# Using validations

You can use validations inside of before_save callbacks:

class SaveUser < User::SaveOperation
  permit_columns name, password, password_confirmation, terms_of_service, age

  before_save do
    validate_required name
    validate_confirmation_of password, with: password_confirmation
    validate_acceptance_of terms_of_service
    validate_inclusion_of age, in: [30, 40, 50]
    validate_uniqueness_of name
    # Alternatively, pass optional second argument to use a custom query
    validate_uniqueness_of name, query: UserQuery.new.name.lower
    # Showing these version as an example
    # You would not want all three of these on a real form
    validate_size_of name, is: 4 # Name must be 4 characters long
    validate_size_of name, min: 4 # Can't be too short
    validate_size_of name, max: 8 # Must have a short name
  end

  before_save reject_scary_monsters

  def reject_scary_monsters
    if name.value == "Skeletor"
      name.add_error "Mmmyyaahhh!"
    end
  end
end

The before_save callbacks will run just before calling save. They each return true if the attributes are all valid?. They will also run if you call the valid? method.

# What are attributes?

First you’ll need to know that the attributes defined in the operation do not return the value of the attribute. They return a Avram::Attribute that contains the value of the attribute, the name of the attribute, the param value, and any errors the attribute has.

This means that to access their value you must call value on the attribute.

class SaveUser < User::SaveOperation
  def print_name_value
    pp name.value
  end
end

# Custom validations

You can easily create your own validations. For example, let’s say we want to make sure the user is old enough to use the site.

before_save validate_user_is_old_enough

private def validate_user_is_old_enough
  # The value might be `nil` so we need to use `try`.
  age.value.try do |value|
    if value < 13
      age.add_error "must be at least 13 to use this site"
    end
  end
end

# Callbacks

Callbacks often get a bad rep because they can quickly lead to hard to maintain code. One reason for this is situations arrive when you want callbacks to run only in certain conditions. In Lucky this situation is quickly solved by adding a new operation. For example you might have a SignUpUser for a User that encrypts the users password and sends a welcome email after saving. Or you might have an SaveAdminUser that saves a user and sends an admin specific email.

# Callbacks for running before and after save

  • before_save - Ran before the record is saved.
  • after_save - Ran after the record is saved.
  • after_commit - Ran after after_save, and the database transaction has committed.

Create a method you’d like to run and then pass the method name to the callback macro. Note that the methods used by the after_* callbacks needs to accept the newly created record. In this example, a Post.

class SavePost < Post::SaveOperation
  before_save run_this_before_save
  after_save run_this_after_save
  after_commit run_this_after_commit

  def run_this_before_save
    # do something
  end

  def run_this_after_save(newly_created_post : Post)
    # do something
  end

  def run_this_after_commit(newly_created_post : Post)
    # do something
  end
end

# When to use after_save vs. after_commit

The after_save callback is a great place to do other database saves because if something goes wrong the whole transaction would be rolled back.

class SaveComment < Comment::SaveOperation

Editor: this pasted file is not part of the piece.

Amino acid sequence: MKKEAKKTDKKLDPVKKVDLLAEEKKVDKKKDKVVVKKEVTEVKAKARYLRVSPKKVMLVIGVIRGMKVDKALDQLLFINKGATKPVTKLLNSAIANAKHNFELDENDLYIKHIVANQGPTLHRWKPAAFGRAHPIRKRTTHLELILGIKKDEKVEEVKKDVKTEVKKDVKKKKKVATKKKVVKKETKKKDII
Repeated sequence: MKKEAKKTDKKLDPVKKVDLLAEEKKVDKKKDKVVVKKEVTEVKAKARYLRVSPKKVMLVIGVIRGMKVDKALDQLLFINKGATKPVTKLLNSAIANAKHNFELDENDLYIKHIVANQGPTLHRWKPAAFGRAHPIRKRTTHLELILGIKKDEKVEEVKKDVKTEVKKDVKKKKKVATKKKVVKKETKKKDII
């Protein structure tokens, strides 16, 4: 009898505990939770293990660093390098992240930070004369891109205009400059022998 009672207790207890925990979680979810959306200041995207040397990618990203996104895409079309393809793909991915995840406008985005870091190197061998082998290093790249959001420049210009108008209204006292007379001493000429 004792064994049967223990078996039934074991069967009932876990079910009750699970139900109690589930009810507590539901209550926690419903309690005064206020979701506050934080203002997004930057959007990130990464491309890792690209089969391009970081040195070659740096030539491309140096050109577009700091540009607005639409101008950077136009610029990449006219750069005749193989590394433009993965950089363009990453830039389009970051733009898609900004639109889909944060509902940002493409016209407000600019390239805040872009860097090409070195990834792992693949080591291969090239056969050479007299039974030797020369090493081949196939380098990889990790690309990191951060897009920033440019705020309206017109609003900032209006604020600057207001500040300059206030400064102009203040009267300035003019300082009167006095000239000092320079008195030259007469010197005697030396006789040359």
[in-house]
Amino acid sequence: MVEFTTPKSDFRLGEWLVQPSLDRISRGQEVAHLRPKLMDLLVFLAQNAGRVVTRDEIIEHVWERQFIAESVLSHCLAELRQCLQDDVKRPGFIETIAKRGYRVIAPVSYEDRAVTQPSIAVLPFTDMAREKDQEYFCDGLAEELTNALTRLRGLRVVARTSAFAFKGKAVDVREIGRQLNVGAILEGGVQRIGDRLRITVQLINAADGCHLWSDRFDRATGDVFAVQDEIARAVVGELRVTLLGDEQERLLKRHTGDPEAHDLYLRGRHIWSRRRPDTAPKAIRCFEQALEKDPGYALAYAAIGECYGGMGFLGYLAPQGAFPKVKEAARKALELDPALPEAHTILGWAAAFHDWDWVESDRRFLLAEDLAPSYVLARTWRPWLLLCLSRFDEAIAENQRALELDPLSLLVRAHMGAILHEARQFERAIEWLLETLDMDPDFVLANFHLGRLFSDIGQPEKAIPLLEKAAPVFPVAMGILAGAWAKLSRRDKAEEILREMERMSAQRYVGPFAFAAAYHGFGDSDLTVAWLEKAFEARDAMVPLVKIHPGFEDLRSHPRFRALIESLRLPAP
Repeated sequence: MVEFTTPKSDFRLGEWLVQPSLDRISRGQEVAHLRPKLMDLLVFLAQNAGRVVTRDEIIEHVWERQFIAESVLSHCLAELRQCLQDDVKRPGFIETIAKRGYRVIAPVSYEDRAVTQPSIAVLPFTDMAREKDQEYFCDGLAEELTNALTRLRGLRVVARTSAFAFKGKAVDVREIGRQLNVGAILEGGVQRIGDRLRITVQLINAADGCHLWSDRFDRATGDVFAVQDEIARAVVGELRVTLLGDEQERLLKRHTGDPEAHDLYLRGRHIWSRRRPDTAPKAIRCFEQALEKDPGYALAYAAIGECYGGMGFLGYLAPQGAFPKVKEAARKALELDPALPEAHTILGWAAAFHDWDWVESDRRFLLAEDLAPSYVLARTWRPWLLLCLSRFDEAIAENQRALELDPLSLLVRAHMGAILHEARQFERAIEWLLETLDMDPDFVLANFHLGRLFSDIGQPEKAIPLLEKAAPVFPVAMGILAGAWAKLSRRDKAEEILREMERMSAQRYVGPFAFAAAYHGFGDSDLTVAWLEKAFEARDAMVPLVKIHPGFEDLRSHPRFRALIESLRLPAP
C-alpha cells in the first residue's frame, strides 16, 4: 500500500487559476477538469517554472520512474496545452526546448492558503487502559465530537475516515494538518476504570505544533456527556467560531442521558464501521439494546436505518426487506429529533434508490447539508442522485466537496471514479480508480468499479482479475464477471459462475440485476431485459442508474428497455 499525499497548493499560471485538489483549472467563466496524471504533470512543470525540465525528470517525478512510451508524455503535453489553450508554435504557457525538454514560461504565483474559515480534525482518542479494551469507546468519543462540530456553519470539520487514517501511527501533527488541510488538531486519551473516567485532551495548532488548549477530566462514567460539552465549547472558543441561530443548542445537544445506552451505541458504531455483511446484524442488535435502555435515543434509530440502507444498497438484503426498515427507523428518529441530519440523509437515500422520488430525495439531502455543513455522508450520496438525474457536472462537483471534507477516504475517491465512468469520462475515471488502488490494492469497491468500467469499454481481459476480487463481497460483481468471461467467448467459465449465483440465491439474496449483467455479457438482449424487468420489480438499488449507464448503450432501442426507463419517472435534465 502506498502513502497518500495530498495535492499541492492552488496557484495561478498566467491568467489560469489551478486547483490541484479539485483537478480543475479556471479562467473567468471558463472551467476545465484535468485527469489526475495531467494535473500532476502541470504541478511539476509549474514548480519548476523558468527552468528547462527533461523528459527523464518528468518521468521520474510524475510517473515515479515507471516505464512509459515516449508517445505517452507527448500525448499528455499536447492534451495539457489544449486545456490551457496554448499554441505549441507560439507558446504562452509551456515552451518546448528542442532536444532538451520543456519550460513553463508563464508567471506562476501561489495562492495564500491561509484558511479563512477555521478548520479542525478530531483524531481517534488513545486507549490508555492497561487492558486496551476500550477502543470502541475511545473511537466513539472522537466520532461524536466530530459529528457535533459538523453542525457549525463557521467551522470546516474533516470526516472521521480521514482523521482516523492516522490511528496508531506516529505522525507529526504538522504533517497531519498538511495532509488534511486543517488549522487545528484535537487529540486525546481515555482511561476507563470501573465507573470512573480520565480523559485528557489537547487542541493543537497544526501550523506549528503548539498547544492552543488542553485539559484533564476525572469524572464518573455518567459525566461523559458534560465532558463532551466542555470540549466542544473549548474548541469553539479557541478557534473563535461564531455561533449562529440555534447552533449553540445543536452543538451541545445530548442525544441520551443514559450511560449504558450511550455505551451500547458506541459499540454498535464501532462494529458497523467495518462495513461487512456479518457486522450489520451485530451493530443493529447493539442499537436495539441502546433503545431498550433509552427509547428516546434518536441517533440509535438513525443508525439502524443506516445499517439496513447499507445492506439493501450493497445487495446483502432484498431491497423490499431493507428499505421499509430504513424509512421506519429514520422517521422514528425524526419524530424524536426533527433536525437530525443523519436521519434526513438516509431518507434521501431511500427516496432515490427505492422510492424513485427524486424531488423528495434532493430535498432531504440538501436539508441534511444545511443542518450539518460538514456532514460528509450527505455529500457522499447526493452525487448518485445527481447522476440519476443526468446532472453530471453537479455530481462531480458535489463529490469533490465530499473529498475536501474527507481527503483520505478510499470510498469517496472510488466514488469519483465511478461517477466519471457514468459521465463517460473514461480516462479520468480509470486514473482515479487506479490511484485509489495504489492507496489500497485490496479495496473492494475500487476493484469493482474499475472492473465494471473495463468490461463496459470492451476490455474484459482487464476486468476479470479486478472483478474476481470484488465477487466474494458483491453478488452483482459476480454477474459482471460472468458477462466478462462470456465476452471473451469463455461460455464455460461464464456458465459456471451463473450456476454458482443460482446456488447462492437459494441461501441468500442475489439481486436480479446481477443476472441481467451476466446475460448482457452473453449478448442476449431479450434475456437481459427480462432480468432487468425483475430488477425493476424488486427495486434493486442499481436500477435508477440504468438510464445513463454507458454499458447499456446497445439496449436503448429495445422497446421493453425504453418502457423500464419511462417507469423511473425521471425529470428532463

after_save also_update_post

  # If this fails, we roll back the comment save too
  def also_update_post(saved_comment : Comment)
    SavePost.update!(latest_comment: saved_comment.body)
  end
end

The after_commit callback is best used for things like email notifications and such since this is only called if the records were actually saved in to the database.

class SaveComment < Comment::SaveOperation
  after_commit notify_user_of_new_comment

  def notify_user_of_new_comment(new_comment : Comment)
    NewCommentNotificationEmail.new(new_comment, to: comment.author!).deliver_now
  end
end

# Tracking changed attributes

Sometimes you need to run code only when certain attributes have changed (sometimes called “dirty tracking”). Avram Attributes have a changed? and original_value method that makes it easy to see if an attribute has changed.

The following change tracking methods are available:

  • changed? - returns true if the attribute value has changed.
  • changed?(from: value) - returns true if the attribute has changed from the passed in value to anything else.
  • changed?(to: value) - returns true if the attribute value has changed to the passed in value.
  • original_value - returns the original value before it was changed. If the attribute is unchanged, value and original_value will be the same.

You can also combine from and to together: name.changed?(from: nil, to: "Joe")

Here is an example using changed? and original_value in an operation:

class SaveUser < User::SaveOperation
  permit_columns name, email, admin

  before_save do
    if admin.changed?(to: true)
      validate_company_email
    end
  end

  def validate_company_email
    if !email.value.ends_with?("@my-company.com")
      email.add_error("must be from @my-company.com to be an admin")
    end
  end

  after_save log_changes

  def log_changes(user : User)
    # Get changed attributes and log each of them
    attributes.select(&.changed).each do |attribute|
      Log.dexter.info do
        {
          user_id: user.id,
          changed_attribute: attribute.name.to_s,
          from: attribute.original_value.to_s,
          to: attribute.value.to_s
        }
      end
    end
  end
end

# Passing data without route params

Often times you want to add extra data to a form that the user does not fill out.

In this example, we’ll associate a comment with a post:

class Posts::Comments::Create < BrowserAction
  post "/posts/:post_id/comments" do
    post = PostQuery.find(post_id)
    # Params contain the title and body, but not the post_id
    # So we set it ourselves
    SaveComment.create(params, post_id: post.id) do |operation, comment|
      # Do something with the form and comment
    end
  end
end